Another core element of the Hamburg-Takt is the on-demand service hvv hop, which was launched in 2018 under the name ioki Hamburg. ioki was Germany’s first on-demand service to be integrated into public transport. Carrying the name hvv hop, the shuttles are now even more clearly recognisable as an integral part of the city’s transport system. As an innovative mobility solution, the shuttle service won the German Mobility Award in 2019 and the Deutscher Verkehrswendepreis (German Mobility Turn Award) in 2022. In January 2023, hvv hop expanded to Harburg and is now available to around 113,000 people. As part of the Model Mobility Region initiative in the Hamburg area, hvv hop is to be expanded with 20 more autonomous shuttles. The project known as “Automation of Hamburg’s on-demand service with integration into public transport” (ahoi) will serve as a field study for the interaction of autonomous and manual vehicles in demand-responsive transport. The German government is providing ahoi with EUR 18 million of funding. By 2030, Hamburg plans to put 10,000 autonomous vehicles on its roads and digitalise transport ever further.
The mobility of the future in Germany’s smartest city
Not only Hamburg residents but everyone in Germany is set to benefit from the city’s transport innovations. That’s thanks to the “Reallabor Hamburg” (RealLabHH) project, for which the Federal Ministry for Digital and Transport provided EUR 19.2 million of funding. The project was an opportunity to test digitalised mobility concepts over an almost two-year period using the city as a real-world laboratory. It involved 32 project partners, including ioki Hamburg. Using the results of the RealLabHH, guidance has been created to help and inspire other regions in revolutionising transport. The findings show that digitalising transport is an indispensable part of achieving a sustainable change in mobility.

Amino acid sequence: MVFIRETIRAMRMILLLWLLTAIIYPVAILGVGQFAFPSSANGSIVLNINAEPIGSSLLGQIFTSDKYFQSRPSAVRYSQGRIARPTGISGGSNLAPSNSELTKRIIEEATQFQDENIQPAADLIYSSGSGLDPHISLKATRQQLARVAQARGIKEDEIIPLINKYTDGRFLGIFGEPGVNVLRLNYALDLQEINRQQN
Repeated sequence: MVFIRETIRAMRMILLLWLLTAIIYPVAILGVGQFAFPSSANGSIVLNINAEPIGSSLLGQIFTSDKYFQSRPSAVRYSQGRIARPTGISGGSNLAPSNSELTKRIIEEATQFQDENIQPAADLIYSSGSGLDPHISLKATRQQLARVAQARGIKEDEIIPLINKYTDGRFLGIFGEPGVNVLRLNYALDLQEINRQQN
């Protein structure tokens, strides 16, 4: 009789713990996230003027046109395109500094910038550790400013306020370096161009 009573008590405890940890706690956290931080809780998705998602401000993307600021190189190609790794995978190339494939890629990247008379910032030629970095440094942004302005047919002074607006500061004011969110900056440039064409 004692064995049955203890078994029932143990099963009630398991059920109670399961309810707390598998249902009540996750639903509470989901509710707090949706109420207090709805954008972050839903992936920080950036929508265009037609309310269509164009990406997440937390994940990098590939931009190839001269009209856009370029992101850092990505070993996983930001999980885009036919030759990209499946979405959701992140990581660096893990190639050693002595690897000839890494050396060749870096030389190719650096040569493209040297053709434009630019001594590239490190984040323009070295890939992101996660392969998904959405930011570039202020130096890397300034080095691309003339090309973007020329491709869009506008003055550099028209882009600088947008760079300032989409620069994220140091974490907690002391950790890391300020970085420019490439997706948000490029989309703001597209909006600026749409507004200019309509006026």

The insights gained from RealLabHH were presented at the ITS World Congress 2021. Here, more than 400 exhibitors demonstrated innovative solutions for tomorrow’s transport under the motto “Experience Future Mobility Now”. In 2020, Hamburg was named Germany’s smartest city by the digital association Bitkom for its wealth of projects driving the mobility revolution. The city was recognised for its advanced digitalisation with innovations such as hvv switch, which is considered a prime example of multimodality in passenger transport.
Hand in hand for the environment
Social and environmental awareness is deeply rooted in Hamburg. That’s why its residents are committed to the mobility turn in their city. When it came to the major project to extend the U4, many took advantage of the operator HOCHBAHN’s invitation for the public to suggest their own ideas for the design of the stations. The public are also involved in the further development of the climate plan: in 2023, it will be updated for the second time and adapted to the current environment. For the first time, Hamburg’s Senate invited people to contribute their own ideas and wishes on an online platform. The initiative was a big success with over 2,500 contributions and 1,600 comments received. These are currently being examined and will soon be implemented. As all these projects show, the mobility turn in Hamburg is no longer just an aspiration. A low-emission, climate-neutral and inclusive Hamburg can soon become reality.
You can find out more about Hamburg’s measures for the mobility turn here (only in German).